New lease pricing should continue to increase throughout the summer after rising 20% over the last eight months.
Multifamily rents have increased significantly for new leases while concessions have tanked—and the sector is showing no signs of cooling off, according to a group of analysts from MRI Software.
“Two years after the onset of the COVID-19 pandemic, the multifamily market finds itself in a familiar position entering peak season: unemployment has returned to historical lows, housing demand continues to be strong, new supply continues to lag need and housing affordability is back in the headlines,” the report says. “These macroeconomic factors, which are normalizing as we move from pandemic to endemic, are setting up owners and operators for strong pricing power as seasonal demand peaks arrive.”
MRI predicts that new lease pricing should continue to increase throughout the summer after ticking up roughly 20% over the last eight months. Data from Yardi Matrix reveals that multifamily asking rents ticked up yet another $10 in February to hit a national average of $1,628, with year-over-year growth also posting a 15.4% increase.
And the increases won’t be limited to new deals, either. “The widening gap between market rate and in-place lease rates will likely lead to aggressively higher renewal offers intended to close the gap, or to drive new availability that will be filled at current higher market rates,” MRI experts predict, adding that some renewal offers may feel “brutal” to existing residents.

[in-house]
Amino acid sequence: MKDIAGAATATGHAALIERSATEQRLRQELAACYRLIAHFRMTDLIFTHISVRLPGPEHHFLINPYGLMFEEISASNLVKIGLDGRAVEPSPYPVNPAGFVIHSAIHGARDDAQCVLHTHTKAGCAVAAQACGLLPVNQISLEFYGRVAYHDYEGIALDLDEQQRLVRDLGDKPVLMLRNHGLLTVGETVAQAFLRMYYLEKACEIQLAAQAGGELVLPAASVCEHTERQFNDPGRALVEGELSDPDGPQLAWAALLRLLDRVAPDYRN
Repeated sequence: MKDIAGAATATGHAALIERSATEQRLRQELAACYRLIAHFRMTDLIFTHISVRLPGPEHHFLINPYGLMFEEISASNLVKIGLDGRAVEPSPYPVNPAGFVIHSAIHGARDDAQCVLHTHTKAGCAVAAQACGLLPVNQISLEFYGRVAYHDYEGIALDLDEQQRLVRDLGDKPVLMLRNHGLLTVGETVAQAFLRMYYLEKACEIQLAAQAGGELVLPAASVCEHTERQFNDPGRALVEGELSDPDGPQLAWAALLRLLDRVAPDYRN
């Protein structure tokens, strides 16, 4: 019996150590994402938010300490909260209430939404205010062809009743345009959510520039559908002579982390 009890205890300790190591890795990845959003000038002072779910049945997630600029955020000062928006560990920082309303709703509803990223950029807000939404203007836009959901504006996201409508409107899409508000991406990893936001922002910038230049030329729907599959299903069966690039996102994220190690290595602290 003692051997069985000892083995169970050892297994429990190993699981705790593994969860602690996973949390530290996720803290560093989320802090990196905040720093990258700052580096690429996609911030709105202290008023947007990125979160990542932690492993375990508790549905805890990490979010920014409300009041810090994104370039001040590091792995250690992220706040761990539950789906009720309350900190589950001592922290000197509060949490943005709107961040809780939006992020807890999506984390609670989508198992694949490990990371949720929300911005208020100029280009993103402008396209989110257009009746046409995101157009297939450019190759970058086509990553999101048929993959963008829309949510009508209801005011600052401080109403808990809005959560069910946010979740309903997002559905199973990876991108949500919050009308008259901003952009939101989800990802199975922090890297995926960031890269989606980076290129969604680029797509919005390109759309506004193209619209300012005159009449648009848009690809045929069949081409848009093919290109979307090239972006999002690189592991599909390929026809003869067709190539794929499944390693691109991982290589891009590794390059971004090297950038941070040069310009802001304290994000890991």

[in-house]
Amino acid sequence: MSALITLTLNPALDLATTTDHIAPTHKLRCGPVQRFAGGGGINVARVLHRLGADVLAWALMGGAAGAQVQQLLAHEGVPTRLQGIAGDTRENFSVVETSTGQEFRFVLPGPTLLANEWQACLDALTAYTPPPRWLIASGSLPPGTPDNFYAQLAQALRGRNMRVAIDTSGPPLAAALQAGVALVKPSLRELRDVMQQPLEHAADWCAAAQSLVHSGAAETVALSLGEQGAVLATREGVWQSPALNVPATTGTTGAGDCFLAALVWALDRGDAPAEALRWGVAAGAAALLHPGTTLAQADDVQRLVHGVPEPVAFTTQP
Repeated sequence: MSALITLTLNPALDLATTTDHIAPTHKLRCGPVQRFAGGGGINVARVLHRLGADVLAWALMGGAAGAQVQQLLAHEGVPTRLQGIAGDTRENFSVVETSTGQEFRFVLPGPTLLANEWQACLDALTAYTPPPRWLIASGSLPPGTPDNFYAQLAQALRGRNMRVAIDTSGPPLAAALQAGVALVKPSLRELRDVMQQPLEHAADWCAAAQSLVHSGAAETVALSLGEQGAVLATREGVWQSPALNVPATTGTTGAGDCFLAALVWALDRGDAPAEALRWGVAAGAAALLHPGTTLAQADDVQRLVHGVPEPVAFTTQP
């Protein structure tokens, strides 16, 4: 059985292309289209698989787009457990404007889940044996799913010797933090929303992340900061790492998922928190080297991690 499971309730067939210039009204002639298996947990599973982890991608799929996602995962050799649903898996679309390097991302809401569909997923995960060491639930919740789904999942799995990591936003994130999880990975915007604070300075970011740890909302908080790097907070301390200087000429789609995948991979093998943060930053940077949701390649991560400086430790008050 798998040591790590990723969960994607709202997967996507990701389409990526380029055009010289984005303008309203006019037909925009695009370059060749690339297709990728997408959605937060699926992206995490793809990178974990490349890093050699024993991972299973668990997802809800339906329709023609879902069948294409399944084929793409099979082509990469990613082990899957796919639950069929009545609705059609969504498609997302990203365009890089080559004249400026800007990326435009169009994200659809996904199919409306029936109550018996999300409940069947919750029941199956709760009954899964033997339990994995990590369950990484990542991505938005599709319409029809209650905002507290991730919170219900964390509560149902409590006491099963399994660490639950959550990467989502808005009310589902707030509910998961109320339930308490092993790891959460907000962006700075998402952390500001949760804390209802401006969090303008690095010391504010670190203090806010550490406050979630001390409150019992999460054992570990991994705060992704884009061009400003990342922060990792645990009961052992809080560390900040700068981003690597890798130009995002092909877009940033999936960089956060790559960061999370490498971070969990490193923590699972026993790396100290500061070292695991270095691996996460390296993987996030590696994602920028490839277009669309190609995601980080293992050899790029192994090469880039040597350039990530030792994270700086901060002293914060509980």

That will be particularly true as concession volumes have returned to pre-COVID levels. Concessions peaked last summer as operators used discounts to lure new residents into their communities but have decreased steadily since against a backdrop of rising prices and surging demand.
On-time payment performance has also bounced back in recent months and is near pre-pandemic levels, according to MRI.
“It’s already a landlord’s market,” says Brian Zrimsek, Industry Principal, MRI Software. “And we’re about to enter the summer season, which traditionally is the most active and lucrative season for leasing. Given the other market forces we’re experiencing, such as low unemployment, low supply of new housing, and high inflation, we can expect a challenging summer for renters.”